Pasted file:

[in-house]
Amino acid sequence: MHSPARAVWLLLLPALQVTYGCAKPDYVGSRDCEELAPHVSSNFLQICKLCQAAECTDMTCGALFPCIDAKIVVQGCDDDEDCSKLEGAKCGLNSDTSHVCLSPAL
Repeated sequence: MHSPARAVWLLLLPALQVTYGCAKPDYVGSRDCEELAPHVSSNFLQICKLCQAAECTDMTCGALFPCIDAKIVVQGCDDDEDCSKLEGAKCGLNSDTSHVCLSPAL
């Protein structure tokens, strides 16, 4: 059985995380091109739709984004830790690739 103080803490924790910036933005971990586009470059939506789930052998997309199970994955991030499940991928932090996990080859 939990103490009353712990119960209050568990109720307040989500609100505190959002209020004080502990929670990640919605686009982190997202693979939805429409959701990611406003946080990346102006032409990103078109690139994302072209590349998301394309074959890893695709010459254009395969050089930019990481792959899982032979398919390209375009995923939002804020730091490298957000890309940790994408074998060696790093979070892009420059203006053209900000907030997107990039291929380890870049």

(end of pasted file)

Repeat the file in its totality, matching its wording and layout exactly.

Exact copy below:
[in-house]
Amino acid sequence: MHSPARAVWLLLLPALQVTYGCAKPDYVGSRDCEELAPHVSSNFLQICKLCQAAECTDMTCGALFPCIDAKIVVQGCDDDEDCSKLEGAKCGLNSDTSHVCLSPAL
Repeated sequence: MHSPARAVWLLLLPALQVTYGCAKPDYVGSRDCEELAPHVSSNFLQICKLCQAAECTDMTCGALFPCIDAKIVVQGCDDDEDCSKLEGAKCGLNSDTSHVCLSPAL
């Protein structure tokens, strides 16, 4: 059985995380091109739709984004830790690739 103080803490924790910036933005971990586009470059939506789930052998997309199970994955991030499940991928932090996990080859 939990103490009353712990119960209050568990109720307040989500609100505190959002209020004080502990929670990640919605686009982190997202693979939805429409959701990611406003946080990346102006032409990103078109690139994302072209590349998301394309074959890893695709010459254009395969050089930019990481792959899982032979398919390209375009995923939002804020730091490298957000890309940790994408074998060696790093979070892009420059203006053209900000907030997107990039291929380890870049």